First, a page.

With 12 days to go before an election in which he is currently a clear underdog, President Donald Trump has latched onto an issue that he seems to believe will change the trajectory of the race: His decision to abruptly end an interview with Lesley Stahl of “60 Minutes.”
Yes, you read that right. And, no, I am not joking.In the past 48 hours, Trump has sent four separate tweets about the interview, which he abruptly ended after 45 minutes. And just before noon on Thursday, he released 37 minutes of the interview his Facebook feed — writing “look at the bias, hatred and rudeness on behalf of 60 Minutes and CBS.”
Trump’s been threatening to release the video for days now.
“I will soon be giving a first in television history full, unedited preview of the vicious attempted ‘takeout’ interview of me by Lesley Stahl of @60Minutes,” Trump tweeted just before 9 a.m. ET Thursday. “Watch her constant interruptions & anger. Compare my full, flowing and ‘magnificently brilliant’ answers to their ‘Q’s’.”
(Quick sidebar: I know this isn’t the most important thing in that tweet, but who is Trump quoting when he calls his answers “magnificently brilliant?” Himself? Stahl? No one?)
That tweet came less than 24 hours after the President tweeted a series of images of White House press secretary Kayleigh McEnany presenting Stahl with a massive book — with some pages that appear, at least in the pictures, to be empty? — filled with “the many things we’ve done for Healthcare. Lesley had no idea!”
And Thursday’s tweet came less than two days after Trump, shortly after ending the interview, tweeted out a video showing Stahl not wearing a mask. (A person familiar with the situation told CNN that the video tweeted by Trump came in the immediate aftermath of Trump ending the interview.)
All of which prompts a very simple question: Why?
Like, even if Stahl was attempting a “vicious…’takeout’ interview” of Trump — she, of course, was not — why would the President of the United States be spending this much time exposing that?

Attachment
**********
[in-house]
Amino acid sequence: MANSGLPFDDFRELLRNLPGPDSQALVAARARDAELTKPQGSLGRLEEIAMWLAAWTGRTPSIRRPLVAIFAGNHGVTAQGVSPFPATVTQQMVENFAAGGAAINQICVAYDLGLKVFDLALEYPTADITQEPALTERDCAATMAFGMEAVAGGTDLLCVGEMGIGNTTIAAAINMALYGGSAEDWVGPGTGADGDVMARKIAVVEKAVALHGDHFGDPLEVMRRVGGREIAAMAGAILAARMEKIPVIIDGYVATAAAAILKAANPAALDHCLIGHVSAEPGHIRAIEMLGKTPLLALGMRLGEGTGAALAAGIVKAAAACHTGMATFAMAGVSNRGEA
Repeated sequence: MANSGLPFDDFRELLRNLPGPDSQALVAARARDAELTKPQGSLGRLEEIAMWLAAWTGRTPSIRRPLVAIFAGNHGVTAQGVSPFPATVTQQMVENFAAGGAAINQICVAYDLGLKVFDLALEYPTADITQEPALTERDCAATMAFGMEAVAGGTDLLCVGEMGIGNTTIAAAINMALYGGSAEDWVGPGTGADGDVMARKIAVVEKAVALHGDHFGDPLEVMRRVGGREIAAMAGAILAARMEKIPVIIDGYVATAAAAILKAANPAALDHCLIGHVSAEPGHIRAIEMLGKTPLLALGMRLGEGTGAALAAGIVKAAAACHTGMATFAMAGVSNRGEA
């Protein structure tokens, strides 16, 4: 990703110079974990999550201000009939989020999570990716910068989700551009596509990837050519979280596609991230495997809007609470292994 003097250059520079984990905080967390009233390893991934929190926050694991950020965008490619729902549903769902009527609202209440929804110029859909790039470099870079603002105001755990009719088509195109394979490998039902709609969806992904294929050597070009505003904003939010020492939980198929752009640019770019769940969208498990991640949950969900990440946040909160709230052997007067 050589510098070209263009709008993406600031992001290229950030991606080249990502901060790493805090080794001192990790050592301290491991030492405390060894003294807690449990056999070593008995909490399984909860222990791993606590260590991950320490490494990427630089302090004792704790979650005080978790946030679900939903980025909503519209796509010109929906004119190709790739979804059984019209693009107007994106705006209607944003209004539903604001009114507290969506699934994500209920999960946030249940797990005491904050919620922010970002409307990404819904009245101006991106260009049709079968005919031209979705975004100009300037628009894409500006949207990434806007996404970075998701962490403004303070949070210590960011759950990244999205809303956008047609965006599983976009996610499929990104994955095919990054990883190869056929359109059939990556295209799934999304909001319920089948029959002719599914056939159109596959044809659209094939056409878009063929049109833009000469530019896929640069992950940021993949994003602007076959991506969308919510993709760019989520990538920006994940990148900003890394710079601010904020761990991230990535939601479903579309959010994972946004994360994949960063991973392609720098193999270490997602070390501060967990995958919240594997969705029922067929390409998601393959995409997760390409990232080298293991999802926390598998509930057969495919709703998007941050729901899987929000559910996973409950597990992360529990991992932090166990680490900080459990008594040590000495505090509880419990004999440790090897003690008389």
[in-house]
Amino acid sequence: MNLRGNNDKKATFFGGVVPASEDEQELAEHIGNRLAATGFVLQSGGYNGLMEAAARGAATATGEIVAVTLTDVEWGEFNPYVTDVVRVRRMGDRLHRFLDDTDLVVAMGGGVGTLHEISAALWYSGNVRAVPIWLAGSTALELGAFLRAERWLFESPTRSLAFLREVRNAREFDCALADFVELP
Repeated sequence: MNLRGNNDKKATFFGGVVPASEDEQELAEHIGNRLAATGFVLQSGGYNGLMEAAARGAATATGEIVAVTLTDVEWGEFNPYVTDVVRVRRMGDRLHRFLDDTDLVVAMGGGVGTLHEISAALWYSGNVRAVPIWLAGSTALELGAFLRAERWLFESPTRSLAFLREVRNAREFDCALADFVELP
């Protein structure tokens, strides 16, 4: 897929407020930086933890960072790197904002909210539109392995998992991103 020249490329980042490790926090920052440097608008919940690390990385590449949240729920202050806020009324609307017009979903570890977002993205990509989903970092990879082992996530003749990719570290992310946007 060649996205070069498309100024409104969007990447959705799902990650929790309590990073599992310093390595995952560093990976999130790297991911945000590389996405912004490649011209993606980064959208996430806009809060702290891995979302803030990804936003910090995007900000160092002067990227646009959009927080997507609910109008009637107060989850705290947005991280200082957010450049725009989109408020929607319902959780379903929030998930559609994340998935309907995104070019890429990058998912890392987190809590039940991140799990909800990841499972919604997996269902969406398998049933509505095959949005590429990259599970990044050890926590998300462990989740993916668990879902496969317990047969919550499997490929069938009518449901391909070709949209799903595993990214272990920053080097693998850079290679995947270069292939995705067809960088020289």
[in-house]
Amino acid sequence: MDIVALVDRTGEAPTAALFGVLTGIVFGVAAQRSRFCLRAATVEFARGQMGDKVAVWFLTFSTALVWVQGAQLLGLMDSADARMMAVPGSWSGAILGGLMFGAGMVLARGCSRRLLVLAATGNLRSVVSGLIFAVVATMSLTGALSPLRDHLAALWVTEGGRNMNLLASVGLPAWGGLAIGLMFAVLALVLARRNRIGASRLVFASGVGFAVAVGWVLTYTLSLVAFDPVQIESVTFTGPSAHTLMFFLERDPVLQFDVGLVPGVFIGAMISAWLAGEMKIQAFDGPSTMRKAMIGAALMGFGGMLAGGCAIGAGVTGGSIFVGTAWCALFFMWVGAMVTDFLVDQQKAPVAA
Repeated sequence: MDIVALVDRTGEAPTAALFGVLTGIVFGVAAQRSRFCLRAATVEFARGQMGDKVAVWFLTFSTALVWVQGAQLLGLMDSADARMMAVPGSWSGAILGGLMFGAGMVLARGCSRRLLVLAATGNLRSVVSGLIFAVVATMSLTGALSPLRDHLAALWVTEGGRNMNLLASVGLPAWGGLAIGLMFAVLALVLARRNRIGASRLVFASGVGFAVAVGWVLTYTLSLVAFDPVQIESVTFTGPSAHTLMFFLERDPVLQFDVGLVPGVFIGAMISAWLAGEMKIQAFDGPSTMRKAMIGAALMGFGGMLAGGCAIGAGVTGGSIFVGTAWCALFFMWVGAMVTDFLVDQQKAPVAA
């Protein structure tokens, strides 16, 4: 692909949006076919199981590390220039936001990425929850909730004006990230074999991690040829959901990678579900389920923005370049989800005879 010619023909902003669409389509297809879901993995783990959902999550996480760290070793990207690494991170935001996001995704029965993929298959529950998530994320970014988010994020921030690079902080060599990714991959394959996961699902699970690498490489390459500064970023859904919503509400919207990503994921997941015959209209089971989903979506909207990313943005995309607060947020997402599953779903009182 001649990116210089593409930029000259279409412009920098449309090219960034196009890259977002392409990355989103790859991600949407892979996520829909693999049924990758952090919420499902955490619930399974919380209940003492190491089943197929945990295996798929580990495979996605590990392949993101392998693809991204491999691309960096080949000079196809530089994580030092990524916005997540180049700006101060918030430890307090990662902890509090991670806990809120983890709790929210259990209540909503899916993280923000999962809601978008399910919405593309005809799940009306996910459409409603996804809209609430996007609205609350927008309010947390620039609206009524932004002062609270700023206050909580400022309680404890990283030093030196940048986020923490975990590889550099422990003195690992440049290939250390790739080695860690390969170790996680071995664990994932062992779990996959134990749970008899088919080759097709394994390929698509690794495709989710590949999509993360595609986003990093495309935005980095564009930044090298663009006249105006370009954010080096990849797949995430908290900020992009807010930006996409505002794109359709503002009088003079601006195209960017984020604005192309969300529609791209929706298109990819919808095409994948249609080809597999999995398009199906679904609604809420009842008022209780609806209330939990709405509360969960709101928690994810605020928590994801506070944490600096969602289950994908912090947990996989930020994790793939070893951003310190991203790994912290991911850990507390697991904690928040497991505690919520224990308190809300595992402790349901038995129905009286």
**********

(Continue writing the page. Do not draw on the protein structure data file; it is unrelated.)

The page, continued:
Will that change a single vote on November 3?
If you like Trump and believe the media is a) biased against him and b) hypocritical about mask-wearing, you could believe his claims about the Stahl interview. And it would confirm everything you already think about Trump, Democrats, the media and this election.
If you don’t like Trump, you likely will see this latest tweetstorm as yet more evidence of his thin-skinnedness, his inability to face tough questions and his propensity toward prevarication.
If you are undecided about whether to vote for Trump — and this group matters by far the most, because the President needs to win lots and lots of these voters to have a chance at making a comeback — is this really the message that is going to persuade you to be for the incumbent? That a journalist, according to Trump, didn’t wear a mask for a portion of an interview with him? Or that this journalist was unfair to him and was engaged in a “takeout?”
That seems very, very unlikely, given that every poll suggests the two issues voters care about far more than any others are Covid-19 and the economy. (I checked these polls for how many voters said “adversarial interview with ’60 Minutes’ reporter” was the number one issue facing the country. Couldn’t seem to find it listed.) When more than 222,000 Americans have died from the coronavirus — and we appear to be in the midst of another boom in the virus nationally — it’s hard to imagine a less important issue than how a reporter treated Trump.
So, then, why is he spending so much time talking and tweeting about the interview?
As always, the default answer is because he wants to — and there is no one around him able to tell him that whether he was fairly treated by Stahl has roughly zero impact on voters at this point in the election. As November 3 has drawn closer and closer, Trump has retreated more and more into a campaign strategy that can best be described as I-do-what-I-want-when-I-want-how-I-want. His entire presidency has been like this, of course, but he’s really turned that approach up to 11 in recent weeks.
To the extent there is any strategy behind this move — and I tend to believe there is not — it’s simply to throw more red meat to his base, many of whom think the media is out to get Trump.
And this will, uh, prove that. Or something.
But Trump’s base at this point is nowhere near large enough to win him the election. He either doesn’t get that or doesn’t care.
(Original article published on www.msn.com. Click HERE for the full story.)